In-Store Live Music: A Thing Of The Past? : Blog Of The Nation Aside from fancy eateries and concert venues, clothing stores also provide music from live musicians... Or, at least, Nordstrom does. But some in-store piano players are getting laid off in L.A. Could the reduction in these musicians signify a cultural change?
NPR logo In-Store Live Music: A Thing Of The Past?

In-Store Live Music: A Thing Of The Past?

Ever come across this scene while shopping? ohlin/flickr hide caption

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Ever come across this scene while shopping?


When someone tells me that I should go spend my money at a place where musicians play live music, well, a few places come to mind. Obviously, this includes concert venues and bars. And fancy eateries. And authentic Mexican restaurants.

But when I found out that some Nordstrom stores have pianists play for shoppers a few days a week, I was surprised and intrigued. Come to think of it, I've never been in a Nordstrom, but I'd go just to see someone dance their hands across the ivory keys and play some jazz and Broadway tunes. Don't believe me? Take a look ... before they're gone.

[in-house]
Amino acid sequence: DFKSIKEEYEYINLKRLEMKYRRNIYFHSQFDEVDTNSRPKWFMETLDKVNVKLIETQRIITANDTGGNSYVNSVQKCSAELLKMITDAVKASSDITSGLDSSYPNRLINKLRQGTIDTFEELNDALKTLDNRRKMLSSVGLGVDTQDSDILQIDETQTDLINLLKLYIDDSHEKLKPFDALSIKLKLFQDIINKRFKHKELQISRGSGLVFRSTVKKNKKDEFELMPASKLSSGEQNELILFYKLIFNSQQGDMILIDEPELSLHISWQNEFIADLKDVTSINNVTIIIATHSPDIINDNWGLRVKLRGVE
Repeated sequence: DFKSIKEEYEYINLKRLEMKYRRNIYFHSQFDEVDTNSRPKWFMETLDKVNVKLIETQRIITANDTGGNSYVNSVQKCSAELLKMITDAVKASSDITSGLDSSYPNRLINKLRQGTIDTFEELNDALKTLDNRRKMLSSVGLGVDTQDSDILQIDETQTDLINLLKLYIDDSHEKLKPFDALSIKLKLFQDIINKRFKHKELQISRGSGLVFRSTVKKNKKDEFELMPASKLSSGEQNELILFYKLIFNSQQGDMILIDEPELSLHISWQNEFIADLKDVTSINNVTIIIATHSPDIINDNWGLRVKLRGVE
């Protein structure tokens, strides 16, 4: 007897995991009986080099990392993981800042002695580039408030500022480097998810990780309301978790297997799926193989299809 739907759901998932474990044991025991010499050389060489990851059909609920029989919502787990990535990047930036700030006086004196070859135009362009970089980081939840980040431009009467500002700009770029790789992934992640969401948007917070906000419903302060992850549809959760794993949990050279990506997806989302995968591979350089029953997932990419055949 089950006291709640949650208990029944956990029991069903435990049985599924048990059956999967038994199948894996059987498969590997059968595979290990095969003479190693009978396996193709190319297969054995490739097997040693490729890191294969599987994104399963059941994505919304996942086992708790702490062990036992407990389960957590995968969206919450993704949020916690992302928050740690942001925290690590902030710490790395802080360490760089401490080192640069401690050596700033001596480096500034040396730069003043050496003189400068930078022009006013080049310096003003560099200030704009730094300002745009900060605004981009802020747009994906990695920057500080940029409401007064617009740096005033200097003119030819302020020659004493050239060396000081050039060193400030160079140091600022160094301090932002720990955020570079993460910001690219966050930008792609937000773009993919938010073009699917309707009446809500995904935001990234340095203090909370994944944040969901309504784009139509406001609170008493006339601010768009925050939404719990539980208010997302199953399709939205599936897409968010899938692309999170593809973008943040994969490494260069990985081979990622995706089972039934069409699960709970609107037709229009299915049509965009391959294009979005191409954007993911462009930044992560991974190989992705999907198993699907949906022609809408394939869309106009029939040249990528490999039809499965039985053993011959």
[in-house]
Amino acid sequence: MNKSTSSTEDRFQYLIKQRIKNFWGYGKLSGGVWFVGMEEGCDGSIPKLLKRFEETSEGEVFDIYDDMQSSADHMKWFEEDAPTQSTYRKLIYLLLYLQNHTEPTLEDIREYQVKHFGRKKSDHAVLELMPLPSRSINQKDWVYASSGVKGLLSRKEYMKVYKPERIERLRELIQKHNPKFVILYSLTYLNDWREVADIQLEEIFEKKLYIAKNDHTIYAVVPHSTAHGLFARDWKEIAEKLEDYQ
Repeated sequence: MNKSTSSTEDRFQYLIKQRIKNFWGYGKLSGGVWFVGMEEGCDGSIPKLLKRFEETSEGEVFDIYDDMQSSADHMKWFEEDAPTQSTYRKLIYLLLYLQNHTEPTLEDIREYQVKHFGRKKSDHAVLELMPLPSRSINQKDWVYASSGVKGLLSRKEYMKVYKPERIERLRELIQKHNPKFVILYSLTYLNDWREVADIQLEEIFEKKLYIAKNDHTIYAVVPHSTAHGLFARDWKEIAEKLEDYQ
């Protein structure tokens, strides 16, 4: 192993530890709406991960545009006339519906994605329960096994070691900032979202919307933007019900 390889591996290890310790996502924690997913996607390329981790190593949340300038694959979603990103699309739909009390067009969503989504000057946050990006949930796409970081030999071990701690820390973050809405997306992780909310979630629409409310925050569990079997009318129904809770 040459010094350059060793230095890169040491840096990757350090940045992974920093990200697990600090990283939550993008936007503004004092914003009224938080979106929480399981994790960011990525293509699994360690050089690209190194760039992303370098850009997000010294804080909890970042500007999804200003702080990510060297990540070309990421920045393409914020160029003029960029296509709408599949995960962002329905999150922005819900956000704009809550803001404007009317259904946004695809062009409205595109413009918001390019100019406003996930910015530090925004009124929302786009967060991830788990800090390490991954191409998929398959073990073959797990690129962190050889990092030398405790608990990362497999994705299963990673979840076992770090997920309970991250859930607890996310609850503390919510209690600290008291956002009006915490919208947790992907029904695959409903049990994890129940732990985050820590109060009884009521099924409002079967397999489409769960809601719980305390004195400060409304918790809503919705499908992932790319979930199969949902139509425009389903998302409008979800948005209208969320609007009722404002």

The L.A. Times Culture Monster Blog reports that "Nordstrom has been gradually cutting back on its in-store pianists in recent years." Technically, each store manager can make the decision of whether to employ a live musician in his or her facility.

Will this hurt the brand? And was there another reason for the layoffs aside from a way of saving when sales revenue is low?

Part of me thinks it's a cultural change. Typically, when you walk into a clothing store, music flows from the speakers, which is supplied by a satellite radio station or a CD of some sort. I'm sure this differs from store to store, but from my days in retail, this is what I can attest to. But I'm also seeing a lot more people tending to put in those earbuds, turn on that iPod, and immerse themselves their own world of music. It's almost a way to disconnect from the mood a the manager of a store would like to achieve with a live musician, like Nordstrom has been doing. Yet some of us just want to get in, buy something, and get out.

Is it worth the effort to treat customers to live music these days? Who knows? If certain temperature and lighting adjustments can influence shoppers to spend just a little more dough to get that jacket they always wanted, the extra push may be worth it.

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